2. Last year celebrating ten years under their current moniker, the lads’ history extends all the way back to their secondary school days in the early ’90s, with the same core line-up remaining intact over the course of several bands over nearly 20 years. Eagle-eyed observers may remember them as The New Messiahs, among other names.
3. This year will see the release of fourth album Demons, and the completion of a documentary on their life and times both as a band, and as a group of lifelong friends.
4. Streaming above is Bad Code, a single taken from the upcoming album released back in November to coincide with their tenth-anniversary gig.
5. Next Friday, the band takes a rare sojourn to Waterford, where they play The Thirsty Scholar as part of the venue’s Voodoo Sessions. Kickoff at 9pm, support from The Smoking Giants.
Verdict: A furious, focused outfit that channels a wide range of influences, themes, and emotions into their music, and a formidable live proposition with a stage presence honed over the better part of two decades together.
1. Limerick producer Graeme S. and vocalist Senita Appiakorang (also of neo-soul outfit Shookrah) are electronic/afrobeat duo Lakerama.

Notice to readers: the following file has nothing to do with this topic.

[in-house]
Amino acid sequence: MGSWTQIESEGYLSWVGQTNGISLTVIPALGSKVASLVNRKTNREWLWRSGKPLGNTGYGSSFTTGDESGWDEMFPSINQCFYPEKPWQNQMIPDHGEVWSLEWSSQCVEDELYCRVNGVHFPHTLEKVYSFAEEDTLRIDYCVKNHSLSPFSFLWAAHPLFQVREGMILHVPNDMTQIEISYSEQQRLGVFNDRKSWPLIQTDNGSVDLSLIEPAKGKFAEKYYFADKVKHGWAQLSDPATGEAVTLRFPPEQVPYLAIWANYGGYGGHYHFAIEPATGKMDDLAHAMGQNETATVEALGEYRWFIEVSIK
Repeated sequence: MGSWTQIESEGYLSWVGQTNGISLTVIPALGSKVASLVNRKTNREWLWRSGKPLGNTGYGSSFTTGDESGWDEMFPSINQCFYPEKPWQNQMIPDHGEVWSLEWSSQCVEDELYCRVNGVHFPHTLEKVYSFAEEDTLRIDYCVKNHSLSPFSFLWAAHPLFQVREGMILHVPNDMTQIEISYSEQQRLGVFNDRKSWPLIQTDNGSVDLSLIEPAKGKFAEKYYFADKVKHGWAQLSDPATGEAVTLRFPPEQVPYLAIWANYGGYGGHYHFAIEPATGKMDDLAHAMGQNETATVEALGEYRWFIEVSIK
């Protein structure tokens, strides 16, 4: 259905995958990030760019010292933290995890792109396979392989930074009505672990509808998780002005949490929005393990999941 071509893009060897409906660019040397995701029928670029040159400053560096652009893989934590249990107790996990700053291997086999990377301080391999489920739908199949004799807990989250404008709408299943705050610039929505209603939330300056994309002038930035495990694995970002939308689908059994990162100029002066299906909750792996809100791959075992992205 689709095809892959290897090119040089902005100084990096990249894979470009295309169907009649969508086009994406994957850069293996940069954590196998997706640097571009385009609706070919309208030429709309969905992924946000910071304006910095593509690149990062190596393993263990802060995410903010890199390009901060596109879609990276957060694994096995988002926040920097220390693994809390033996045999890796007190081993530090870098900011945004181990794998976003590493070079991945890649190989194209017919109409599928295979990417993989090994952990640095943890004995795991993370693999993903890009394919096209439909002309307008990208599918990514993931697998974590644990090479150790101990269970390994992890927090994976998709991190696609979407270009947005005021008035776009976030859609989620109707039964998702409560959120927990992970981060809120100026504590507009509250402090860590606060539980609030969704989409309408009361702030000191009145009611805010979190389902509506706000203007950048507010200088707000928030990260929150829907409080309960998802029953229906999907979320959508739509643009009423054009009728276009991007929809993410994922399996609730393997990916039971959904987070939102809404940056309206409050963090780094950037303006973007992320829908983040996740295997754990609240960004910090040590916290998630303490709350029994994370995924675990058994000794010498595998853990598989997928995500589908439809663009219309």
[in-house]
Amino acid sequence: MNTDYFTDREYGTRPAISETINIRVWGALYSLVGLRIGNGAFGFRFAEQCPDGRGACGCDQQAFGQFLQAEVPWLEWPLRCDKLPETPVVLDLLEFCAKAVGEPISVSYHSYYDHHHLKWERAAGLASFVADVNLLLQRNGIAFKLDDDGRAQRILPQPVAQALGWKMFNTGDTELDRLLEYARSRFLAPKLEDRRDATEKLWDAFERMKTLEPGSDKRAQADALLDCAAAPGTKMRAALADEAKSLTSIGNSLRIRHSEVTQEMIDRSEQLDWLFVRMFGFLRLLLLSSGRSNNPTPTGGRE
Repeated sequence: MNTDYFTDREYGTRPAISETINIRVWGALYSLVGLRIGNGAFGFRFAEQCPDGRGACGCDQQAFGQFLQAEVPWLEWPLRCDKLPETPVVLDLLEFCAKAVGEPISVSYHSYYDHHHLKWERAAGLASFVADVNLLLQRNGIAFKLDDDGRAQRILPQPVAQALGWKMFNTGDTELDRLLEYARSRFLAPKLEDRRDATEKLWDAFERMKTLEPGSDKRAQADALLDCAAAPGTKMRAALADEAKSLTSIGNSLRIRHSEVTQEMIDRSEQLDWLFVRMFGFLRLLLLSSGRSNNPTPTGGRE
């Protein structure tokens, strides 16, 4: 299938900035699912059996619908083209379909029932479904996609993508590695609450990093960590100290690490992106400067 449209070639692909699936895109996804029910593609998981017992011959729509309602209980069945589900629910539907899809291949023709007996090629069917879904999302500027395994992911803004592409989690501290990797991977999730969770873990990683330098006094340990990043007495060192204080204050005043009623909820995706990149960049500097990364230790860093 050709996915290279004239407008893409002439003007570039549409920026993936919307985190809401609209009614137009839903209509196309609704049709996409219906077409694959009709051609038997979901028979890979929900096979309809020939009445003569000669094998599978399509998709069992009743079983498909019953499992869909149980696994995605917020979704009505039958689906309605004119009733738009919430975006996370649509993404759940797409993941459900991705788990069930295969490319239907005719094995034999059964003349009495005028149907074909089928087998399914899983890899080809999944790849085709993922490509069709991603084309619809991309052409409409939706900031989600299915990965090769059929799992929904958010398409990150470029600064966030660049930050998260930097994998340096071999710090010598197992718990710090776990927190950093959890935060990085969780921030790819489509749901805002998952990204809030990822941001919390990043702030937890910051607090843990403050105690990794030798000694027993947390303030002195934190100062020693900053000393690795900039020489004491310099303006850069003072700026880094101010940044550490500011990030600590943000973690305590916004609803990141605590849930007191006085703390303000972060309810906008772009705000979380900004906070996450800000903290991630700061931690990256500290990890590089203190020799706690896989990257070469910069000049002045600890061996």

2. Coming together last year as a collaborative musical project, the band has stepped into the live sphere, including appearances at Dublin’s Bernard Shaw and Cork’s Quarter Block Party.
3. Debut EP One is streaming in its entirety in the widget above, including much-fancied lead off tune Take.
4. Catch them this Friday evening, supporting the mighty Rusangano Family, with whom Graeme has previously collaborated, at the Kino in Cork.
Verdict: A potent combination of ambient, house and Afrobeat influences, Lakerama’s standout quality is their command of dynamic, with Senita’s massive voice adding presence to Graeme S’ diversely informed electronica.
1. Beginning to garner praise, Leeside young neo-psychedelic four-piece The Sunshine Factory arrived in February when they packed out the Cork Community Print Shop, launching an eponymously-titled tape EP in the process.
2. From said cassette comes Cruelest Animal, streaming above. The band’s Soundcloud is also full of rough demos, painting a picture of a band that’s been slowly putting the pieces together over the course of the past year.
3. Next gig is on April 16, supporting Dublin shoegazers September Girls (launching album Age of Indignation) in Cyprus Avenue, Cork, presented by Leeside rock raconteurs Alliance Promotions.
4. The band have the biggest break of their young run so far next month, touring in support of English psych-rock legends The Telescopes. Thursday 12 at Brewery Corner in Kilkenny, Friday 13 (!) at The Thirsty Scholar in Waterford, Saturday 14 at the Crane Lane Theatre in Cork, and Sunday 15 at Dublin’s Workman’s Club.